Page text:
Four Ways to Invigorate Learning and Performance with Music
by Diane Berenbaum
"Music washes away from the soul the dust of everyday life.”—
We all know that music can make us feel good, but we may not realize all the good it can do for our body and minds…as well as our training programs.
1. Improve Thinking and Performance
“Music is the art of thinking with sounds.”—
Think back to your early years—chances are you learned the alphabet by singing
the ABCs. As a child, I remember singing that song any time I had to put items in alphabetical order. That little ditty helped me recall the letters of the alphabet, in the right order, every time. Why? According to Kimberly Hare and James Smallwood, “Music has the ability to affect our learning processes, brain development, organization and the refinement of our entire neurological system. Music elicits emotional responses and stimulates the limbic system, which must be accessed in order for learning to be encoded into long-term memory.”
The research is clear—Music improves recall and retention, as well as performance and productivity. Egyptians built their pyramids to the rhythmic beat of music; World War II defense plants found that production and morale improved with a musical background. And, a Midwestern University study found that factory workers' production rose 17 percent when soft background music was played during their task.
So how can you tap into music to motivate your participants and improve their learning during training and their performance on the job?
2. Make an Impact in your Training Programs—Try a Musical Kinetic Brainstorming Exercise
“For changing people's manners and altering their customs, there is nothing better than music.”—
When associates walk into training program, you can almost read what is going through their minds by their facial expressions. Oftentimes you can tell they are thinking “I really don't have time for this” or, “This better be good because my work is piling up.” I've seen the most skeptical looking associates loosen up and smile when they hear music at the start of a program. Music sends the message—“This program will be different.
It won't be boring; it will be a fun, learning experience”—far better than any words you can say.
Gary Trotta, of Training Games Inc., suggests that facilitators put a few key messages of their training programs to music. By playing these messages during the session, they can be sure that their participants will be singing them and remembering them for a long time.
He also offers a way to do brainstorming using the elements of music and movement. Go to http://www.training-games.com/newsletter/NewsletterIssue13.htm
for details on how, in just 25 minutes, you can engage your group and get them thinking, interacting and sharing ideas on the core topics of your program.
3. Uplift and Motivate Yourself and Others
“When I hear music, I fear no danger, I am invulnerable, I see no foe.” —
Henry David Thoreau
Music's unique combination of words, rhythm, cadence, pitch and tone can create powerful responses within all of us. A song can trigger memories and nostalgic moods. Whenever I hear Seals and Crofts' “We May Never Pass this Way Again,” I am instantly thrust back into my high school days. And Kool and the Gang's “Celebrate” makes me smile for, believe it or not, it was my wedding song.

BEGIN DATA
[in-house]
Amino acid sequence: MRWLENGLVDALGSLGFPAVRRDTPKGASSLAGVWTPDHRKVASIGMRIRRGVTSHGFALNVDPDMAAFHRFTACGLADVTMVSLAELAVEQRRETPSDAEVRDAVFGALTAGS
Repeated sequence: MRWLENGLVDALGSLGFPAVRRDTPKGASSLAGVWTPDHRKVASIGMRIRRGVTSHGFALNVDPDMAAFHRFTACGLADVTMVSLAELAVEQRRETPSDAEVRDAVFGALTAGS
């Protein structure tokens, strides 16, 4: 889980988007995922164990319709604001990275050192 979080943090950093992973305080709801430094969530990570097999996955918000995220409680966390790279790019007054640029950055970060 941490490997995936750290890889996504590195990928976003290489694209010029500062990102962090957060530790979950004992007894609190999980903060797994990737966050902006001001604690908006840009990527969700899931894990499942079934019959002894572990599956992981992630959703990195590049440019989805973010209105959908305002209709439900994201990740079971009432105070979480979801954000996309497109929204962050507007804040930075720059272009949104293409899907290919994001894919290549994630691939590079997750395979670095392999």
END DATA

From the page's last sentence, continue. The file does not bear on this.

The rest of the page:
We all have songs that touch the depths of our hearts and evoke an array of emotions, feelings and hopes. There's nothing like music to help people feel better after a tough day, ready for a challenge or inspired to make a change in their lives.
As a facilitator, if you find just the right song with meaningful and relevant lyrics, you can send a message stronger than any lecture ever could. Close a program with this song and leave participants with a thoughtful and memorable reminder of your session. The music will not only reinforce your learning points, but it will also encourage them to remember and reflect on their experience.
4. Don't Just Listen, Participate!
“Music is enough for a lifetime, but a lifetime is not enough for music.”
Active participation in music, such as singing or playing an instrument, can yield more benefits than you might imagine. It helps improve concentration, quicken senses and relieve stress. Singing is beneficial for our breathing organs, learning a new song stimulates the mind and playing the piano is good for arthritis.
I've experienced the difference singing can make. A few years ago, I decided to join a group called The Treblemakers, an ensemble of 16 women who perform toe-tapping music for local nursing homes and assisted living facilities. There is no question that being a Treblemaker keeps our minds sharp as we memorize new songs and dance steps every year. But, it also provides each of us with a tremendous feeling of caring and camaraderie, as well as a deep sense of accomplishment and purpose.
Stay in Tune with Music
So, if you want to stay in tune mentally and physically, on the job or at home, go ahead and grab your ipod, pop in a CD or sing in the shower. You'll feel your stress ease and your body relax…and you'll be humming in no time.
Diane Berenbaum is a long-time contributor and former editor of the MAGIC Service Newsletter. She has more than twenty-five years of experience as a consultant, coach, and facilitator. Diane is the co-author of How to Talk to Customers: Create a Great Impression Every Time with MAGIC® .